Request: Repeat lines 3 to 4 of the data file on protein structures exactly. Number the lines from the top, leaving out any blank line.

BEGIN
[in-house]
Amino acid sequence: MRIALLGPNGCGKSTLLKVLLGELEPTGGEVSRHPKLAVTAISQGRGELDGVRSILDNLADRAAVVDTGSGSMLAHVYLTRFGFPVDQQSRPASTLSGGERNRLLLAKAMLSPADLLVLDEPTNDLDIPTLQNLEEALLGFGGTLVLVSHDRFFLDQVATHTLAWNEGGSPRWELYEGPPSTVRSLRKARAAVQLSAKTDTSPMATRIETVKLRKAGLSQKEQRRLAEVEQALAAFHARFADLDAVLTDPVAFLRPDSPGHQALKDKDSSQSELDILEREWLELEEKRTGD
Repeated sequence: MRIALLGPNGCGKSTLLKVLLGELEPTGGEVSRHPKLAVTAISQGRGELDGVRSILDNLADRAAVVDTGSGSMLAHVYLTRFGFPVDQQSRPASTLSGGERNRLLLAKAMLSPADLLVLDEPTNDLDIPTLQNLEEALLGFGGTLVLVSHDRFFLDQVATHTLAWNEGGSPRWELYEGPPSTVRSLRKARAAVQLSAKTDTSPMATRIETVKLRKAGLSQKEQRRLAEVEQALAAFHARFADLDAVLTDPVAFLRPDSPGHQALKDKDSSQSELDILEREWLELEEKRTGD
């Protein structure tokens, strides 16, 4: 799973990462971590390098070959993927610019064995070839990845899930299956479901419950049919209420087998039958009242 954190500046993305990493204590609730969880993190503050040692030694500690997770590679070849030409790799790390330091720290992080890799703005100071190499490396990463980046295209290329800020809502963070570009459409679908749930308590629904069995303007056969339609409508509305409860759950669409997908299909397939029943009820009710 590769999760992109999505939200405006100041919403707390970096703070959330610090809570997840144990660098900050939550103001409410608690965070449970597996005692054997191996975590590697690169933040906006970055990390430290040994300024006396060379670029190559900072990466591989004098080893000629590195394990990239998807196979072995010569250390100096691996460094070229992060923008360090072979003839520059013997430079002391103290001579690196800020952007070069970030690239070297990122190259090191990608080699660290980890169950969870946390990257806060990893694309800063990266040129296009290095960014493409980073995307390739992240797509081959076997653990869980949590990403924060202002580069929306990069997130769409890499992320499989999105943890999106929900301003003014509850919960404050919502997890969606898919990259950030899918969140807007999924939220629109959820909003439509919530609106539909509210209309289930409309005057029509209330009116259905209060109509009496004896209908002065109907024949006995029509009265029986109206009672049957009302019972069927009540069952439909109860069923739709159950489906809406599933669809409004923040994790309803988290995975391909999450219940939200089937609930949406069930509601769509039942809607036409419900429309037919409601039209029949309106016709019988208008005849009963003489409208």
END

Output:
Repeated sequence: MRIALLGPNGCGKSTLLKVLLGELEPTGGEVSRHPKLAVTAISQGRGELDGVRSILDNLADRAAVVDTGSGSMLAHVYLTRFGFPVDQQSRPASTLSGGERNRLLLAKAMLSPADLLVLDEPTNDLDIPTLQNLEEALLGFGGTLVLVSHDRFFLDQVATHTLAWNEGGSPRWELYEGPPSTVRSLRKARAAVQLSAKTDTSPMATRIETVKLRKAGLSQKEQRRLAEVEQALAAFHARFADLDAVLTDPVAFLRPDSPGHQALKDKDSSQSELDILEREWLELEEKRTGD
């Protein structure tokens, strides 16, 4: 799973990462971590390098070959993927610019064995070839990845899930299956479901419950049919209420087998039958009242 954190500046993305990493204590609730969880993190503050040692030694500690997770590679070849030409790799790390330091720290992080890799703005100071190499490396990463980046295209290329800020809502963070570009459409679908749930308590629904069995303007056969339609409508509305409860759950669409997908299909397939029943009820009710 590769999760992109999505939200405006100041919403707390970096703070959330610090809570997840144990660098900050939550103001409410608690965070449970597996005692054997191996975590590697690169933040906006970055990390430290040994300024006396060379670029190559900072990466591989004098080893000629590195394990990239998807196979072995010569250390100096691996460094070229992060923008360090072979003839520059013997430079002391103290001579690196800020952007070069970030690239070297990122190259090191990608080699660290980890169950969870946390990257806060990893694309800063990266040129296009290095960014493409980073995307390739992240797509081959076997653990869980949590990403924060202002580069929306990069997130769409890499992320499989999105943890999106929900301003003014509850919960404050919502997890969606898919990259950030899918969140807007999924939220629109959820909003439509919530609106539909509210209309289930409309005057029509209330009116259905209060109509009496004896209908002065109907024949006995029509009265029986109206009672049957009302019972069927009540069952439909109860069923739709159950489906809406599933669809409004923040994790309803988290995975391909999450219940939200089937609930949406069930509601769509039942809607036409419900429309037919409601039209029949309106016709019988208008005849009963003489409208």